Sorry you did not like this week's designs. Maybe next week (or not based on your comment =p)
Maybe you need to be more transparent and show the total sales or the ranking. This might help show you're not trying to scam anyone. Then, it turns into something more where people can decide "do I want to buy this t-shirt in a 2-for-1 sale" since they get the next shirt free.
Though in fact, if there was UK shipping I have a feeling I might've bought the Graphic Love T-shirt just because it's clever.
However, it seems to me very much like you really don't find the concept entertaining and thereby end up feeling like it's trying to rip you off rather than entertain you; I don't think the site's owner can solve that without destroying the things that make it potentially interesting to other people.
BUT in the very worst case scenario, you have a fantastic marketing gimmick to drive people to the site, and keep many of them coming back perhaps. I really wish there was a 'control' to compare this to, to see what effect this has on sales- it seems it will be hard to know how much the game is driving sales vs people just liking the tees. My current feeling is the idea might function better slightly tweaked.. eg. offer the shirts at $18 normally, or $20 with the freebie game.. only count the $20 sales toward the totals.. might offer some balance-- for example, the 'better' (popular) one won't currently have a lot of appeal WRT. the game, because most will rightly assume it wouldn't be least popular. Add the tweak and there is an element of double-guessing that might make more people believe they have a chance of 'winning'? Hope that made sense.. it's not a fully worked out idea, but worth thinking about perhaps.
Also, consider following OKcupid and having an onsite blog.
 perhaps not everyone is like me (or us here), though
Second comment: Rather than giving away the least popular shirt, you could apply some type of variable pricing depending on when a user purchased a shirt given its popularity?
A story that comes to my mind is: there was a grocery store in London in the 1950s who didn't have the best of locations. They ran a contest: They would randomly select a half an hour time period (eg: 2.20 to 2.50pm). People who had shopped during that time on the previous day could come back with their time stamped receipts and get cash back.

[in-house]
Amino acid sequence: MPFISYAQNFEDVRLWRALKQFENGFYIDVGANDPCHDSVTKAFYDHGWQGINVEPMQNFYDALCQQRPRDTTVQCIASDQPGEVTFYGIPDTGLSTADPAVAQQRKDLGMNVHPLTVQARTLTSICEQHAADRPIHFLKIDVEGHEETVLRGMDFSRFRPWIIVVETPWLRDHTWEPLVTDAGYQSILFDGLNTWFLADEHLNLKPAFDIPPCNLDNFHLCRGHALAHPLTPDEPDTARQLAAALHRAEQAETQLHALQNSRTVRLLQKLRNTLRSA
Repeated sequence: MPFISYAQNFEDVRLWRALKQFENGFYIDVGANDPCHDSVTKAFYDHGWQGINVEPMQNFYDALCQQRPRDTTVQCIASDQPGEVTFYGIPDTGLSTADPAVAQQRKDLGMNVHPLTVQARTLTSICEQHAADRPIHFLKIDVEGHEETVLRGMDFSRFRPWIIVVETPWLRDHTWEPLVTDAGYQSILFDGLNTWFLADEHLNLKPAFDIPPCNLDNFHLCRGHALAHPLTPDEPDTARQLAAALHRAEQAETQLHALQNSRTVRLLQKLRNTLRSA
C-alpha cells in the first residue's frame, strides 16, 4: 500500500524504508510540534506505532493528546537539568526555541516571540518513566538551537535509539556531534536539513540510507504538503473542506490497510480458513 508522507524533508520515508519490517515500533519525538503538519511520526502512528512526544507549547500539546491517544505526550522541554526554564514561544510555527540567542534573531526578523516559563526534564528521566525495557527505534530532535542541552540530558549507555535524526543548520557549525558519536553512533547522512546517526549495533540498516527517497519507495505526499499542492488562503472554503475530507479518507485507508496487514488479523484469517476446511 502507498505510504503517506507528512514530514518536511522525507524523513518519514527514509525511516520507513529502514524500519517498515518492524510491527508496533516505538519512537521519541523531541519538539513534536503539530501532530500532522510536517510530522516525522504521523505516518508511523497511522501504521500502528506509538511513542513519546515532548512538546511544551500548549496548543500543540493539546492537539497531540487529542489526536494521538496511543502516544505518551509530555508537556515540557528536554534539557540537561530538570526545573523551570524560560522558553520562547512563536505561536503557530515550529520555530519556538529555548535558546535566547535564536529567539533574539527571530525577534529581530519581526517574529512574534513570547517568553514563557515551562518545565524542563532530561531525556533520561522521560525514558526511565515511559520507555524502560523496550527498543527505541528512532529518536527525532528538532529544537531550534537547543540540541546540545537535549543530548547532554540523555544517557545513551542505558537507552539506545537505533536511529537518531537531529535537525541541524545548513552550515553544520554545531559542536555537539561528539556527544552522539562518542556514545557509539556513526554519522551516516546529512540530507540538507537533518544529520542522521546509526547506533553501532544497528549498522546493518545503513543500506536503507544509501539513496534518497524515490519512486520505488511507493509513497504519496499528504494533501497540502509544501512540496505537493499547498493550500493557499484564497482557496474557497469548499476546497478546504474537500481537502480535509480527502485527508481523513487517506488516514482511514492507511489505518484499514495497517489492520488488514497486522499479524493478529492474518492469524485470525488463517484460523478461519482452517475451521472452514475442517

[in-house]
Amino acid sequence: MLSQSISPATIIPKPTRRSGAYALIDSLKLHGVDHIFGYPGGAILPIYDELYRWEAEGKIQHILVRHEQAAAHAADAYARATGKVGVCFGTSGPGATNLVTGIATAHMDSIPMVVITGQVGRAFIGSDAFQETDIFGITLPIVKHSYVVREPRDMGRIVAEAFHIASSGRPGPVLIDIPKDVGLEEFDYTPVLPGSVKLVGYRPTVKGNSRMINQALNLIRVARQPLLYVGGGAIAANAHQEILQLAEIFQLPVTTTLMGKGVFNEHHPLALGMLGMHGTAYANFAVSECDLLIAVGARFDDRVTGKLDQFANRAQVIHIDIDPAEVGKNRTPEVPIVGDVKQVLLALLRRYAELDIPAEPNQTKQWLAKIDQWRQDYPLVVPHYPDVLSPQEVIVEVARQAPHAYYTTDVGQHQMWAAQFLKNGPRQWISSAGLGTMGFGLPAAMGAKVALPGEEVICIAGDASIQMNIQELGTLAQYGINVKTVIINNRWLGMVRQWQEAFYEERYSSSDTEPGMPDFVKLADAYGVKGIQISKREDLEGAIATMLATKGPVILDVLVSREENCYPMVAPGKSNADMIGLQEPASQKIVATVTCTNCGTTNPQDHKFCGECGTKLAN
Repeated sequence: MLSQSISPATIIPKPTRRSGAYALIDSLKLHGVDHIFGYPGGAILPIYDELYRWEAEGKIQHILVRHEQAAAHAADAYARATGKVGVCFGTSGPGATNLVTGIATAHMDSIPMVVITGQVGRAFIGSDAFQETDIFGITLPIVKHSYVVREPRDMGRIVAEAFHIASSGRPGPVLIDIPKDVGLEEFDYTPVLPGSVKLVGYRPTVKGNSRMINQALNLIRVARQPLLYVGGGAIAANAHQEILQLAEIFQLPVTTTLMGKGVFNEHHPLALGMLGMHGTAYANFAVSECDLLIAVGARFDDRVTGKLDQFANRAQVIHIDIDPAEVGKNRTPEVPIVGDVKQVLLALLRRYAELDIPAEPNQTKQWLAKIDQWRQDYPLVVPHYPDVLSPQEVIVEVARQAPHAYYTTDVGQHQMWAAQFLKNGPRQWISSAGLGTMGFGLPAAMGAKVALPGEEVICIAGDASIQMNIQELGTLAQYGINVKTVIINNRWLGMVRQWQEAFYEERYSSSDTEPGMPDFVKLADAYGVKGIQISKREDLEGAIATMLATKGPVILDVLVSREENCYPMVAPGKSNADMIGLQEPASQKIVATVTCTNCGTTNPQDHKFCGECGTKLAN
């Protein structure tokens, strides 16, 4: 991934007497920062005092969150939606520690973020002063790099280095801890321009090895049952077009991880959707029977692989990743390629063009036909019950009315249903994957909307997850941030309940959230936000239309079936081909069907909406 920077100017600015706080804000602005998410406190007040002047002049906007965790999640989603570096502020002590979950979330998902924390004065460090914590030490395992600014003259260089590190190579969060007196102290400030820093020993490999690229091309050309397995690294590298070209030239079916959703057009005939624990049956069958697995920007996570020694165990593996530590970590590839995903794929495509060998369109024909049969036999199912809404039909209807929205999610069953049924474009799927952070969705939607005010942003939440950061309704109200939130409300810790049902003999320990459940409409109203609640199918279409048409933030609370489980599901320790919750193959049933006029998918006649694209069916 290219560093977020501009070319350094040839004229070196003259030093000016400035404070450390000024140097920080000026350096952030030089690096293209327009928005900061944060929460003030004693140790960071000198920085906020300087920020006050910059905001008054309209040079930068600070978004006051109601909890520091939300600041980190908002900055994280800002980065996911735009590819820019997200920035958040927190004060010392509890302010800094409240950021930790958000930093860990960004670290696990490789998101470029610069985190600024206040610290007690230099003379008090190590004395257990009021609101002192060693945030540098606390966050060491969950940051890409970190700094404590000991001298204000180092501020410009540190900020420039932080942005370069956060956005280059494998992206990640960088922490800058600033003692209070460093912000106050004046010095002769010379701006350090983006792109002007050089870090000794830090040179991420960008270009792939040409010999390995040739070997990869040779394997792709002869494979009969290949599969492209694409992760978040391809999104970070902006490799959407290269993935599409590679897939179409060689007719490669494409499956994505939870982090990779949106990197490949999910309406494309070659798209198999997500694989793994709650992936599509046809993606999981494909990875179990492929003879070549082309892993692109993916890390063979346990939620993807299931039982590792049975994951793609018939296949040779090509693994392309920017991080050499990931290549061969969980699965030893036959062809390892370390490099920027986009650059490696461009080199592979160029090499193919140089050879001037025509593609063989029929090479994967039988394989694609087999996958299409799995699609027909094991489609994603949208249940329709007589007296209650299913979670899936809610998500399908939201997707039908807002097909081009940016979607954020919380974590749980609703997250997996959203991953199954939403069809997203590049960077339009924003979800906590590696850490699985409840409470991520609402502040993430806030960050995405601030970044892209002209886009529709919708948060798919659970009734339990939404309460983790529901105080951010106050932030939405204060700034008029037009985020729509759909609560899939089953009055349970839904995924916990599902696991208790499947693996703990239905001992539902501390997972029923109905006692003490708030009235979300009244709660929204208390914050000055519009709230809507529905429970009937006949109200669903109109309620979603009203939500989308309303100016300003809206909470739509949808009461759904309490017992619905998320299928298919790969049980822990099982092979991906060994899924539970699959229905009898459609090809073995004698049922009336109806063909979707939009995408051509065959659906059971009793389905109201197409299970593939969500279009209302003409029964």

The store tripled their number of customers per day.
This however worked because people didn't go out of their way to buy new things. They just went out of their way to buy the things they needed at a different store to get a chance to get cash back.
So my suggestion is this: source out the "winning" designs on threadless etc in the past 3 months. And list those t-shirts on your website only. Don't ask your audience to submit their designs.
And announce this fact. Re-assure people that they are buying the same "hot" stuff they would buy on other t-shirt sites. But they could just earn a free t-shirt too.
Take away the neg that comes with the "least popular tshirt" tag.
I think there's a lot of space to apply game theory / gamification in e-commerce. Still need to get a clear understanding on the regulatory framework for this.
Also, which fulfillment service are you using?
First, some simplifications:
* an infinite number of players
* everyone agrees on the ordering (quality, utility, etc) of shirts
* only look for symmetric equilibria (where everyone plays the same strategy)
Let there be N shirts (N=5 for this application). Order the shirts by their utility (that everyone agrees on). x1 < x2 < ... < xN. Let the utility from the bonus shirt be z, where z > xN.
The most simple strategy is for everyone to randomize and put equal probability on each shirt. If everyone plays according to that strategy, then the expected payoff for any given player is avg(x1, ... , xN) + z/N. But this can't be a Nash equilibrium because an individual player could deviate and choose xN with probability 1 and get payoff xN + z/N.